“You’ve got to read the book I just finished,” I heard Joy telling my voicemail. This was not an uncommon message for her to leave. Recommending the latest and greatest books to each other has been happening since our “Sweet Valley Twins” days.
But what she said next sparked my interest a little more than usual.
“The author is a mom about our age who wrote a memoir about her life and she has RP just like us. She actually sounds like someone we would be friends with.”
I instantly knew she meant that we would be friends with her because of her personality, not her RP. I uploaded the book from Audible a few minutes later, and began the journey into Nicole C. Kear’s memoir “Now I See You”.
When Joy assigned this book report (yes, my English teacher twin demands that I contribute to this blog at least once a year), I wasn’t quite sure where to start. I had not written a book review since maybe the 8th grade, so I decided to read a few reviews prior to writing this review. Also, I was really curious to see what people were saying about this book.
I started with the professionals, The New York Times, and then moved along to blogs and finally ordinary people reviewing books on Audiible and Amazon.
Reading book reviews on these larger sites is a lot like reading hotel reviews. There are your typical informative reviews that help you choose whether or not this hotel will be a good fit for your needs. And then there are the disgruntled crazy guests whose reviews just make you laugh because it is obvious that no amount of amenities or customer service could ever satisfy this unhappy individual.
Which brings me to one review I came across in which the woman was, first of all, quite bothered by the amount of profanities in the book. On the one hand, I could see her point. I was raised in a house where “shut up” fell under the naughty category. But I also watch R rated movies quite frequently, and if there’s anything that makes me want to drop the F bomb on a regular basis, it’s my vision loss. Plus, the cussing in this case is a consistent part of the author’s witty, raw, and at times painfully honest voice.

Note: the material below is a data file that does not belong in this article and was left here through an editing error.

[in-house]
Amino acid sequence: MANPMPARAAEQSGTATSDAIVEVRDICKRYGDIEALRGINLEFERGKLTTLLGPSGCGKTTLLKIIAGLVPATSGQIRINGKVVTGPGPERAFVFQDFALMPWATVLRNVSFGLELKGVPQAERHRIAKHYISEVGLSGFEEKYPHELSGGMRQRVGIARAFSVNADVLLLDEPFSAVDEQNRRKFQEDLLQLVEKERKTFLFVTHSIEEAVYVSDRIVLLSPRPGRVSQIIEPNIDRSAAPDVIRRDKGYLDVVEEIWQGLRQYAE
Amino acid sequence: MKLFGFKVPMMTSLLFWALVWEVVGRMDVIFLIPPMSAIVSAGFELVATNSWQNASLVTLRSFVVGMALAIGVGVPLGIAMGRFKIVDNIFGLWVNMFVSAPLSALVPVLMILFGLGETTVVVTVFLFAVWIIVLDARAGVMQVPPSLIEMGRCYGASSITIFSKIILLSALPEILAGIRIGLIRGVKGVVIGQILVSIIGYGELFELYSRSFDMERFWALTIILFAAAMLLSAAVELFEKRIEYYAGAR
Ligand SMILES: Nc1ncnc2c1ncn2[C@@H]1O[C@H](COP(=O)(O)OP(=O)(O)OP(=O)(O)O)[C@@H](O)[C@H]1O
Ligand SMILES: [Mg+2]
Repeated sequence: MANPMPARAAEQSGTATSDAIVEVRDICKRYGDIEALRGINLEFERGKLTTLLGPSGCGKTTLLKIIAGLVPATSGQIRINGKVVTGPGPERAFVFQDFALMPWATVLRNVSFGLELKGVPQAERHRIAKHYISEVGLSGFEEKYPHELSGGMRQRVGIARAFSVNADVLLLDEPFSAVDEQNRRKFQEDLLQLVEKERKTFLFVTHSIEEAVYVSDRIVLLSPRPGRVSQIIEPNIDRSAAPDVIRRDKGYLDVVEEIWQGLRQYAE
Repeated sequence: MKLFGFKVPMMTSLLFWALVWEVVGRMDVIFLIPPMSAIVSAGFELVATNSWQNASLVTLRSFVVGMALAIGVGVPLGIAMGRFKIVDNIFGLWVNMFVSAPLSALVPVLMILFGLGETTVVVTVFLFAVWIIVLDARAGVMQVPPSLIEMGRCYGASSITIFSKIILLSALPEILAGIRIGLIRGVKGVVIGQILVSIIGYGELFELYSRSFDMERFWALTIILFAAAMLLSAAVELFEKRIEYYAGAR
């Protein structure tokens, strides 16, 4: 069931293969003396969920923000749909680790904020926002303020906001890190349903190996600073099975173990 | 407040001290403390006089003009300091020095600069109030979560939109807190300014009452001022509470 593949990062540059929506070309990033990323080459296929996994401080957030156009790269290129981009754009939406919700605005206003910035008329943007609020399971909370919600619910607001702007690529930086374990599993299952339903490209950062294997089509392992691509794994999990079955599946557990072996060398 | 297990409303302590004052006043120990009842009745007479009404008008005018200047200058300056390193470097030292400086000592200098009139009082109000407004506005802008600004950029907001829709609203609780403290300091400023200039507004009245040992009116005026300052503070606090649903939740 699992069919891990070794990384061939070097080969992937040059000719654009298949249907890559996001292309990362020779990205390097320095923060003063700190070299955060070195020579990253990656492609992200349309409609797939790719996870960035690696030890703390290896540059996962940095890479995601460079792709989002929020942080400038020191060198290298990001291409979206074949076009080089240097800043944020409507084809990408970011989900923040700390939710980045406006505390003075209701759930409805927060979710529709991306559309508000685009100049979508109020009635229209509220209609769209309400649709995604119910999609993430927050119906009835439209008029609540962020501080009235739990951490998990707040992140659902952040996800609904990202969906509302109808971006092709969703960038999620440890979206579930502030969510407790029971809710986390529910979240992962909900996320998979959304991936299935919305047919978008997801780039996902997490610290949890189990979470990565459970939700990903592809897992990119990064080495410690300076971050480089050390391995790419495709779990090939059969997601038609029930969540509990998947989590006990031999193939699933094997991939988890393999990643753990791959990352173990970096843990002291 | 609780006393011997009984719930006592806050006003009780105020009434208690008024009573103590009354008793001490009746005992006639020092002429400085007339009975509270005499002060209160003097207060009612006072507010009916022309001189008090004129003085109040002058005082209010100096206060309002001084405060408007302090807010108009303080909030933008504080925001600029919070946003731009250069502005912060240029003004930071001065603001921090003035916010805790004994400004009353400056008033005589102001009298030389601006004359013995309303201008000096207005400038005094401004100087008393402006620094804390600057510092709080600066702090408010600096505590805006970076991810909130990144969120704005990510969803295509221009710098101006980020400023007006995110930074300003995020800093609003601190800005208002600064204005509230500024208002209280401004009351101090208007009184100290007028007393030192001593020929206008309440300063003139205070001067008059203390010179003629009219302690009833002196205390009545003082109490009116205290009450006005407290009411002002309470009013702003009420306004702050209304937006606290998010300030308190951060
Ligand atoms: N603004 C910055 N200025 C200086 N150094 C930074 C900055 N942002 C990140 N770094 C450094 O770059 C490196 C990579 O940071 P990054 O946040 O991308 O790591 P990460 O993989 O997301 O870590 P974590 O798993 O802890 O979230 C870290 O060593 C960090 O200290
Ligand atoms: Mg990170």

Miss “No Potty Talk” continued, “Also, I was really hoping to read a book more about someone going blind.” This brief review made me laugh. I knew instantly it was written by someone who had not had the enlightening experience of slowly going blind. This person had an idea of what a book about someone going blind should be, and this memoir apparently did not sound like what she envisioned. And for me, that is what I enjoyed most about “Now I See You” – one woman’s authentic experience of going blind.
As I listened to her stories, I often felt as though she were telling my story. Only with a lot more profanities and Italian accents. But still, so much of what she wrote resonated with me and reminded me of my own story. Of course there is the obvious connection of having the same rare degenerative eye disease as the author. But there are also universal themes in the book – shame, pride, guilt – that allow readers of all backgrounds to connect with her stories.
The humor and sassiness in which she conveys her memoir sent me into hysterical, audible laughter at times. Her talent for writing comedy is right up there with Tina Faye’s “Bossy Pants” and Amy Poehler’s “Yes Please”. While Ms. Kear is not a professional comedian, she does have a background in theater, which is why I highly recommend listening to this book for a full entertainment experience.
At parts of her memoir, Ms. Kear was literally living out my nightmares. Driving a motor vehicle with low vision for one, and navigating nightlife in LA and New York City for another. At other parts, she was living out my reality. Bumping into fire hydrants and plowing over unsuspecting toddlers. It was somehow comforting to hear about another young woman trying to hide her inabilities just as my sister and I have done. And fascinating to learn that her outspoken, East Coast Italian family had chosen not to discuss her vision loss just as my mild-mannered, Midwest family had done. These similarities were not just an odd coincidence, but a reminder of the human condition we all share.